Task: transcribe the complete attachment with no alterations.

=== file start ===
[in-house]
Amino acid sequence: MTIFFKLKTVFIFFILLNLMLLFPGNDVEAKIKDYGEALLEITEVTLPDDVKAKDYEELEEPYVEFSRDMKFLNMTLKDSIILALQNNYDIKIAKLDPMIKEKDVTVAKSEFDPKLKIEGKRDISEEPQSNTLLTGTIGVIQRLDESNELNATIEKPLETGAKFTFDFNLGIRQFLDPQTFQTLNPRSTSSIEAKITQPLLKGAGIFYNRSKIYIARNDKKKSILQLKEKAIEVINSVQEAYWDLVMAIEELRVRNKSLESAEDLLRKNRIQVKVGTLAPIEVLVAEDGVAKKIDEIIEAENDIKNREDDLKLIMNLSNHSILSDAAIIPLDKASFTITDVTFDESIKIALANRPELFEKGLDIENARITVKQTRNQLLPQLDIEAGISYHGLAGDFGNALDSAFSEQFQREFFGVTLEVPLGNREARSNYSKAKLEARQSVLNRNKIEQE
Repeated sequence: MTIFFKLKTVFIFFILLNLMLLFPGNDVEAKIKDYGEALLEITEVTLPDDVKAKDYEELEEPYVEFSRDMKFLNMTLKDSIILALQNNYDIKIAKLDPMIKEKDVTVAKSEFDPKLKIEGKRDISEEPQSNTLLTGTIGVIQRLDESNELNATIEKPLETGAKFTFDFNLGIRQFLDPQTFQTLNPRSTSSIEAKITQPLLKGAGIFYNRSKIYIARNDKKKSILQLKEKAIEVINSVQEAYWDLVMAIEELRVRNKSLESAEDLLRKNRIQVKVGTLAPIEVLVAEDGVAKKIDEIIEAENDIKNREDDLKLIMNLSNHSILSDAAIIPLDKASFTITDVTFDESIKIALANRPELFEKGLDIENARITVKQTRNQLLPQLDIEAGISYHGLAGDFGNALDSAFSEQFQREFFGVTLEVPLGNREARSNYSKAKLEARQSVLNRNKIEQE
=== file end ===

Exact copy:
[in-house]
Amino acid sequence: MTIFFKLKTVFIFFILLNLMLLFPGNDVEAKIKDYGEALLEITEVTLPDDVKAKDYEELEEPYVEFSRDMKFLNMTLKDSIILALQNNYDIKIAKLDPMIKEKDVTVAKSEFDPKLKIEGKRDISEEPQSNTLLTGTIGVIQRLDESNELNATIEKPLETGAKFTFDFNLGIRQFLDPQTFQTLNPRSTSSIEAKITQPLLKGAGIFYNRSKIYIARNDKKKSILQLKEKAIEVINSVQEAYWDLVMAIEELRVRNKSLESAEDLLRKNRIQVKVGTLAPIEVLVAEDGVAKKIDEIIEAENDIKNREDDLKLIMNLSNHSILSDAAIIPLDKASFTITDVTFDESIKIALANRPELFEKGLDIENARITVKQTRNQLLPQLDIEAGISYHGLAGDFGNALDSAFSEQFQREFFGVTLEVPLGNREARSNYSKAKLEARQSVLNRNKIEQE
Repeated sequence: MTIFFKLKTVFIFFILLNLMLLFPGNDVEAKIKDYGEALLEITEVTLPDDVKAKDYEELEEPYVEFSRDMKFLNMTLKDSIILALQNNYDIKIAKLDPMIKEKDVTVAKSEFDPKLKIEGKRDISEEPQSNTLLTGTIGVIQRLDESNELNATIEKPLETGAKFTFDFNLGIRQFLDPQTFQTLNPRSTSSIEAKITQPLLKGAGIFYNRSKIYIARNDKKKSILQLKEKAIEVINSVQEAYWDLVMAIEELRVRNKSLESAEDLLRKNRIQVKVGTLAPIEVLVAEDGVAKKIDEIIEAENDIKNREDDLKLIMNLSNHSILSDAAIIPLDKASFTITDVTFDESIKIALANRPELFEKGLDIENARITVKQTRNQLLPQLDIEAGISYHGLAGDFGNALDSAFSEQFQREFFGVTLEVPLGNREARSNYSKAKLEARQSVLNRNKIEQE